In the meantime, I make what I call pump holsters.
With a narrow skirt, I’m just worried about keeping the pump in place, strapped to my leg.
I used to buy the holsters made by pump companies, but they never were quite right. They were almost always too loose, and even when they were tight enough, they’d slide down just with walking. The expansion and contraction of the leg muscles would work them down from upper thigh to knee in pretty short order, and the holster fabric tended to be slippery, which didn’t help. Many days I would pull the holster up five times in ten minutes, and then give up, and walk to work or wherever awkwardly clutching the holster through my skirt to prevent it from slipping any more.
So I bought the kind of stretchy nylon you’re meant to make supportive undergarments with in beige, and a couple of metres of sticky elastic.
I cut just over double the width of the pump, and the length is a bit less than the circumference of my thigh. I sewed the narrow ends together, and on one half, I sewed by hand using a cross-stitch two lengths of sticky elastic.
Then I folded it in half width wide, sewed a pocket into it, and sewed the two raw edges together except for the pocket edges.
It’s just the right size, and the sticky elastic helps keep it from slipping down. I can position it however it makes sense, and it stays nicely in place through a whole night of dancing (or a whole day in the office).
Wide Skirts have the insulin pump problem, and the underwear problem: when you spin, the skirt flies up. I can handle a bit of accidental flashing. But I prefer there to be a point to wearing the skirt, in that at least my underwear is covered more often than not. With a lot of spinning in a wide skirt, you can’t count on it.
Enter Modified Leggings or Bike Shorts.
I used McCall 6173 for this, as it’s a very basic leggings pattern with only one seam in the legs. I raised the waist by about 1-2″, and folded the fabric at about the spot on the legs that would give just enough length for the pump. This makes no sense at all. Here are some pictures:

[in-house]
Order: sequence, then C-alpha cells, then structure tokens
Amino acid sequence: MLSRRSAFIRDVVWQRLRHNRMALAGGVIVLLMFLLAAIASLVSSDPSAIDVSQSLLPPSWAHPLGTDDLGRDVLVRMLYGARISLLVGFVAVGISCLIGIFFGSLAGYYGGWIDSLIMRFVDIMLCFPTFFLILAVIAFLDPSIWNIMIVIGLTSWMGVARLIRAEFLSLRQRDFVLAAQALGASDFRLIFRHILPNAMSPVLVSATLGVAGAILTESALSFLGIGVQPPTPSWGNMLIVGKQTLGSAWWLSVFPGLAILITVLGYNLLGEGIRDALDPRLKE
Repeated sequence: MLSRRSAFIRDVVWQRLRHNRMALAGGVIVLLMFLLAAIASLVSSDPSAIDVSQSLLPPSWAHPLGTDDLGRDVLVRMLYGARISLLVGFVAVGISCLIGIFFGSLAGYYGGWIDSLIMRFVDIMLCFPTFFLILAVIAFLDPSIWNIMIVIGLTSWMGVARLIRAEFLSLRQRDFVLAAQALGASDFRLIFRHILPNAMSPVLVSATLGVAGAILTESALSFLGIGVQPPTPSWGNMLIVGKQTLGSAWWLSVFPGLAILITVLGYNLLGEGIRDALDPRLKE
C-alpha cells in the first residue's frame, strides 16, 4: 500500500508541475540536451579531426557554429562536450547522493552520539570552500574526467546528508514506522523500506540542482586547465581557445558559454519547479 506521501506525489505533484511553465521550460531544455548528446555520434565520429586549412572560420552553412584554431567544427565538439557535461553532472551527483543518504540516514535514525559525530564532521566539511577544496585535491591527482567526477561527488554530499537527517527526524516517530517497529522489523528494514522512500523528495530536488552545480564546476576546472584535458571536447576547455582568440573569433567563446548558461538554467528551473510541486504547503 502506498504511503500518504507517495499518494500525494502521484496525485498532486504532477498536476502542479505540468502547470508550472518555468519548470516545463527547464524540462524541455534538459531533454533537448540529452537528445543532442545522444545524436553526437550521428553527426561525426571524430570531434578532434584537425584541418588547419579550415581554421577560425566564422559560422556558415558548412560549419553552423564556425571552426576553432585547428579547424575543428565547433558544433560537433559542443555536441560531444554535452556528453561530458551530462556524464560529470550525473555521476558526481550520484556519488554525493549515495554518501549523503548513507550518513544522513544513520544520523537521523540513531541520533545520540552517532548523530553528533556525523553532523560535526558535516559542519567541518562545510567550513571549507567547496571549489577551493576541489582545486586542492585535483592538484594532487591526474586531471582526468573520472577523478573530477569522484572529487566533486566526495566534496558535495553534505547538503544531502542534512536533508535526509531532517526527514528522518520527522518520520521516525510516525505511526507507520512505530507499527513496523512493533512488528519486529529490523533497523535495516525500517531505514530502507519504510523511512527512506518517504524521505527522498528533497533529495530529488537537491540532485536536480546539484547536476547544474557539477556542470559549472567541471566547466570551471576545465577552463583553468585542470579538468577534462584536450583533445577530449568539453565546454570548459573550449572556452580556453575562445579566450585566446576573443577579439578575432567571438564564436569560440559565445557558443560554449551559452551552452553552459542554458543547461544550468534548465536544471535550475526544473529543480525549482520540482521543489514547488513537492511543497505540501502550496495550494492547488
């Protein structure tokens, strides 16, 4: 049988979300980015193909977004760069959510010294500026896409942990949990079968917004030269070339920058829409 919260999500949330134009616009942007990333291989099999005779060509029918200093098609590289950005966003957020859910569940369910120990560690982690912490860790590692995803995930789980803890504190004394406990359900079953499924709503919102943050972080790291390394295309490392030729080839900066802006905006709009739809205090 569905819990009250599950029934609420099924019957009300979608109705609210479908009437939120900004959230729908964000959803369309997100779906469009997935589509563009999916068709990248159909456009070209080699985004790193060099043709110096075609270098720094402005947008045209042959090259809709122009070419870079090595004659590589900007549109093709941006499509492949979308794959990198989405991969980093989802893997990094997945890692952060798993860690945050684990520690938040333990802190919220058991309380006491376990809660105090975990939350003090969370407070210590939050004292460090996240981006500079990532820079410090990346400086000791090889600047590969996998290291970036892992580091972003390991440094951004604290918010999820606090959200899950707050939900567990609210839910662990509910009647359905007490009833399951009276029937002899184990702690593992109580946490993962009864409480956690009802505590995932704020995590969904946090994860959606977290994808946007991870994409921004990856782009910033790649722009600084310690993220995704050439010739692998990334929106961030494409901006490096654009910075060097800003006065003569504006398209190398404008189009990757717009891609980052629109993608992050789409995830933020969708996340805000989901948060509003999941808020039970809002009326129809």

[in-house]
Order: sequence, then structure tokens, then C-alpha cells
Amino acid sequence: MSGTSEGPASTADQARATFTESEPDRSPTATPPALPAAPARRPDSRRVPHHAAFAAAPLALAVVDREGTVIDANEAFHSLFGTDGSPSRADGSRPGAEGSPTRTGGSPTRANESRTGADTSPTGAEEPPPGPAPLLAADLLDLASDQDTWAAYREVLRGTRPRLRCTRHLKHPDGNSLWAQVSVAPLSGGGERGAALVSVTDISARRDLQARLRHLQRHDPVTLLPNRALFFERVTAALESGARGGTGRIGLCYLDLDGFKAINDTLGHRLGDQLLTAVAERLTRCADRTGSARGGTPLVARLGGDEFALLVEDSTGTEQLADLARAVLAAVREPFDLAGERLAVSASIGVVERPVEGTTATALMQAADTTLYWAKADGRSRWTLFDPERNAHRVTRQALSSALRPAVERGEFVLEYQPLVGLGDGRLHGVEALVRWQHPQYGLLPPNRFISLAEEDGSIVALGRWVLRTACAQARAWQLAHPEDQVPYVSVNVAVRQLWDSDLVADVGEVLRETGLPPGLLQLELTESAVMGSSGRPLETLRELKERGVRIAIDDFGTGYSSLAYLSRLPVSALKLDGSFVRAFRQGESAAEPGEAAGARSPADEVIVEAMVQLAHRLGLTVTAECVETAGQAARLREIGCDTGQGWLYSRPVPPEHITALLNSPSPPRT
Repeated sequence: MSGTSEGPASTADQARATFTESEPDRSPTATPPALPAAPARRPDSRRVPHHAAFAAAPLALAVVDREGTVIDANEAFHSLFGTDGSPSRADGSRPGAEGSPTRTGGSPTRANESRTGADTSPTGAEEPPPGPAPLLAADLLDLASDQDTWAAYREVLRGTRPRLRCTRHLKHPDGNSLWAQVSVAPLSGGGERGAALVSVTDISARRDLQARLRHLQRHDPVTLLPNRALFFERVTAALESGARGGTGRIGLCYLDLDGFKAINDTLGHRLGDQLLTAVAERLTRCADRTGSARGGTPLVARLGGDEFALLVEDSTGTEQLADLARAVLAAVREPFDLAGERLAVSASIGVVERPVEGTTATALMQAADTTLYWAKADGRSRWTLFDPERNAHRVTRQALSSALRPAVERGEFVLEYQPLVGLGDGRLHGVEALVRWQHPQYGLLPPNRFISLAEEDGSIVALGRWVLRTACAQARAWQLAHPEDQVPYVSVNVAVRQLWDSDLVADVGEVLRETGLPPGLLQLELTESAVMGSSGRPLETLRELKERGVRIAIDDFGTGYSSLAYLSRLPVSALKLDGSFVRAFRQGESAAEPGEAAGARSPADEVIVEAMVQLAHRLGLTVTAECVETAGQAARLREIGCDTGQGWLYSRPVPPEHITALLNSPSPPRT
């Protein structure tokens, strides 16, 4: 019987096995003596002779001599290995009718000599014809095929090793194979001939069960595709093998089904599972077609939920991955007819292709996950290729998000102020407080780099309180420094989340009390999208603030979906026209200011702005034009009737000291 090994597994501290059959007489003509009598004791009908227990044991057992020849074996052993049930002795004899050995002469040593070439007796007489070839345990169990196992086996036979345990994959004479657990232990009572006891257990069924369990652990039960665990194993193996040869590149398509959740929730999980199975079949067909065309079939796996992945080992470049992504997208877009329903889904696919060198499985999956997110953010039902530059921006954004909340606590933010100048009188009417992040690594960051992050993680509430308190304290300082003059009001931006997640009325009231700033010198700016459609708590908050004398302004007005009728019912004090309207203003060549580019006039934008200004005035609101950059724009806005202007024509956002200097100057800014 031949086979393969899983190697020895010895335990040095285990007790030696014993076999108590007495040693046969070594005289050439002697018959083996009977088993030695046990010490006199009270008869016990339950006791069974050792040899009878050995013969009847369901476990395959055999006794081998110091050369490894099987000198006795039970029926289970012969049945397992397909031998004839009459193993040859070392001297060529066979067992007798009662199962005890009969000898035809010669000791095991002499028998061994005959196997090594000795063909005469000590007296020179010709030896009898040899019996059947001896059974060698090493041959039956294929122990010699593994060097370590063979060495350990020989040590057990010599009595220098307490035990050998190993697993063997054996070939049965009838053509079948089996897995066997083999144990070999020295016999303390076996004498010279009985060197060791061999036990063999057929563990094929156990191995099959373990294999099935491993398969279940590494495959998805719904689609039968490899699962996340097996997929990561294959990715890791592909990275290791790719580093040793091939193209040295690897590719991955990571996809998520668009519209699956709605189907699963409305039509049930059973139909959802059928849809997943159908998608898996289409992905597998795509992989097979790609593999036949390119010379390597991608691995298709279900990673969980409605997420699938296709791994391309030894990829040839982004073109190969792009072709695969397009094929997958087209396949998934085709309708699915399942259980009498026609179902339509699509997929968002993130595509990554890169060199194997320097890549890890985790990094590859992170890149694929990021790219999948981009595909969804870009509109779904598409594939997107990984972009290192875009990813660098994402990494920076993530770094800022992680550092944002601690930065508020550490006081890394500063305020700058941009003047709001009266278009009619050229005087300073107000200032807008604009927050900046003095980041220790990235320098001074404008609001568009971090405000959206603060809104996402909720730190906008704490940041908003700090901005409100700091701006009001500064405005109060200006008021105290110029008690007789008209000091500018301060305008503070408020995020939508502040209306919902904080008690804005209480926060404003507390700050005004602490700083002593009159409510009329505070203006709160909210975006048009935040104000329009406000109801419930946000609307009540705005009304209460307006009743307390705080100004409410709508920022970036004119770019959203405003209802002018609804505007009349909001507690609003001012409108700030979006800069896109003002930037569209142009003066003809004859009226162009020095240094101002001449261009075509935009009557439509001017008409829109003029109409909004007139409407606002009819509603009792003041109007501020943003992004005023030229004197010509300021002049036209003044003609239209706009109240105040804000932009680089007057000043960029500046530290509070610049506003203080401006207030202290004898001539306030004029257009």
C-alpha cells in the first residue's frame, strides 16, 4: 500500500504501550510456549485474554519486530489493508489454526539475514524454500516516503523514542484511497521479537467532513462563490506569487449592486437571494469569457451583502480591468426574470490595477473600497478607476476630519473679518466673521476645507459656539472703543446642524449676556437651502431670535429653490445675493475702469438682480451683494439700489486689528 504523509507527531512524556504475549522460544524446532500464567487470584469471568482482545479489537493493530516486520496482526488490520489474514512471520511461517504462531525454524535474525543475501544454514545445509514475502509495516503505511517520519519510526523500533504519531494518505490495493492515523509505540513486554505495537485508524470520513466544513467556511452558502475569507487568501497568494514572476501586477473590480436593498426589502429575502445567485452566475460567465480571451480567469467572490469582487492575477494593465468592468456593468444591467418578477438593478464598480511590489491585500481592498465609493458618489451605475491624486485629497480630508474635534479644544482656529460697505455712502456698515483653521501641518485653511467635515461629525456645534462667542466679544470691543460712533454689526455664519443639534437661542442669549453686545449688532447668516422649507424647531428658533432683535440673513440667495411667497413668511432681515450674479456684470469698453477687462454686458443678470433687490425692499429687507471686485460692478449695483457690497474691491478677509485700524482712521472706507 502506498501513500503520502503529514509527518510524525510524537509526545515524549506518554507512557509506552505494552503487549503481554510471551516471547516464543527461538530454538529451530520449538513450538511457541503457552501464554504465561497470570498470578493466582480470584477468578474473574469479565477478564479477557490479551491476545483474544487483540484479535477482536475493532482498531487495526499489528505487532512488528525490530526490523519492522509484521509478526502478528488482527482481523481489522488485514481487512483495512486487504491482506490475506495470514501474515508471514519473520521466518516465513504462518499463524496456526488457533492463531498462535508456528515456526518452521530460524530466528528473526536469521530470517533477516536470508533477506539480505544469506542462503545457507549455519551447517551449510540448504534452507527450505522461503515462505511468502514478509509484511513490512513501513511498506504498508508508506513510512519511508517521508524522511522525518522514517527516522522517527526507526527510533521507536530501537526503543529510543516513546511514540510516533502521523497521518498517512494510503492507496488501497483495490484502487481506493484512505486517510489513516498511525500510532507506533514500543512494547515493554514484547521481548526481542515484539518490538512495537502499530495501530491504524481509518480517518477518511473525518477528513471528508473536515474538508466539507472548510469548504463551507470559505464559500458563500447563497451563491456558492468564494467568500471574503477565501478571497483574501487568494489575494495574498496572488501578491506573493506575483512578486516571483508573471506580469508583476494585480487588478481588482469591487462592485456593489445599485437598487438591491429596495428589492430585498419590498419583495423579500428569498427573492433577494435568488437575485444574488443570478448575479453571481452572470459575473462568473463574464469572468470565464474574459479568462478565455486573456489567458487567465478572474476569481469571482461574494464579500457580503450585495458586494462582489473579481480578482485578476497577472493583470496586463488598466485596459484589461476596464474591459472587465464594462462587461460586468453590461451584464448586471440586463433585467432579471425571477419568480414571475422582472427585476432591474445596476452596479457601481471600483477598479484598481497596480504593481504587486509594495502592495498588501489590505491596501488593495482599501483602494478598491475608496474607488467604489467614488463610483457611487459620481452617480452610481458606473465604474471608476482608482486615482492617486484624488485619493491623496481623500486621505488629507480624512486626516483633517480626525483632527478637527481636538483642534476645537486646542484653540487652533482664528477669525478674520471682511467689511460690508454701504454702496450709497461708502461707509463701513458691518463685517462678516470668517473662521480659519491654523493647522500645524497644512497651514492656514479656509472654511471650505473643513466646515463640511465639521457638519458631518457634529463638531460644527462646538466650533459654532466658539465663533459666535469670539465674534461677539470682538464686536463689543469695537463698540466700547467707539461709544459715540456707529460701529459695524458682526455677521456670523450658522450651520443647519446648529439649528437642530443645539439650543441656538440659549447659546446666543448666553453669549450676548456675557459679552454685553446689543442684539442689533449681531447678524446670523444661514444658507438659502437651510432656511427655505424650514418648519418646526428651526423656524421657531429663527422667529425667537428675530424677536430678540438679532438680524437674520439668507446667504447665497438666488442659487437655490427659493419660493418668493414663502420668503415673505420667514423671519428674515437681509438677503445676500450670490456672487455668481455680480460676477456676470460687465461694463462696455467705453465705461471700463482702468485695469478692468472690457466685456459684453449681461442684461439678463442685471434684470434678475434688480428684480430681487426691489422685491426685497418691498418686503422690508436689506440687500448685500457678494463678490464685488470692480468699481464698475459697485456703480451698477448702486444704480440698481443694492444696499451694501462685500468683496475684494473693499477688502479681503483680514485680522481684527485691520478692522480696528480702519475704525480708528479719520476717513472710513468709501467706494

See? They’re shortened, but not just shortened, because there’s a spot in the legs where you’re meant to fold them up to make a pocket.
I then assembled them per instructions, and folded the legs up on the inside, and sewed in pockets on the inner thigh, much as I did in the pump holster, above.
Added the elastic waistband, and voila: a functional pair of something like bike shorts that has a pocket on the inner thigh on both legs just big enough for an insulin pump.
It works beautifully. Exhibit A:
You can’t imagine how glad I was to have been wearing the yellow pair on the day I found out I’d been photographed by the local paper dancing at the Pier. Otherwise, my colleague’s question wouldn’t have been, “Andrea, was it you I saw dancing in the yellow dress in the newspaper?” It would have been, “Andrea, was it your underwear I saw dancing in the newspaper?” Which from a friend, mortifying; from a colleague … NO no no no nono.
It did a fantastic job holding the insulin pump, too.
I have a white, black, and yellow pair, and will likely expand as wardrobe dictates. And very likely wear them to work in the winter, because the regular pump holster is not as grippy on tights; I think these might work better. The white and yellow are made from a regular poly jersey: cheap, but not particularly breathable, which is an issue, but not as much of an issue as either misplacing my pancreas or displaying my undies for any journalists in the vicinity. The black pair is made from an athletic, wicking spandex, and is accordingly more comfortable.
The first holster is self-drafted. Just use a tape measure and you can make a good size for you.
The second is based on M6173. According to my body measurements and the BMV sizing chart, I should be a size Large. I made up a size Medium, took it in a bit, and it is in no way too tight for the purpose. Any leggings or bike shorts pattern would do, though. There’s no magic to this one.
This was actually meant to be a test top; I wanted to make this pattern in the Mariner Cloth with the stripes going different directions. But I wanted to try first with something a bit less expensive, so this swiss dot cotton voile–again on sale from Fabricland. It’s super soft and I love it.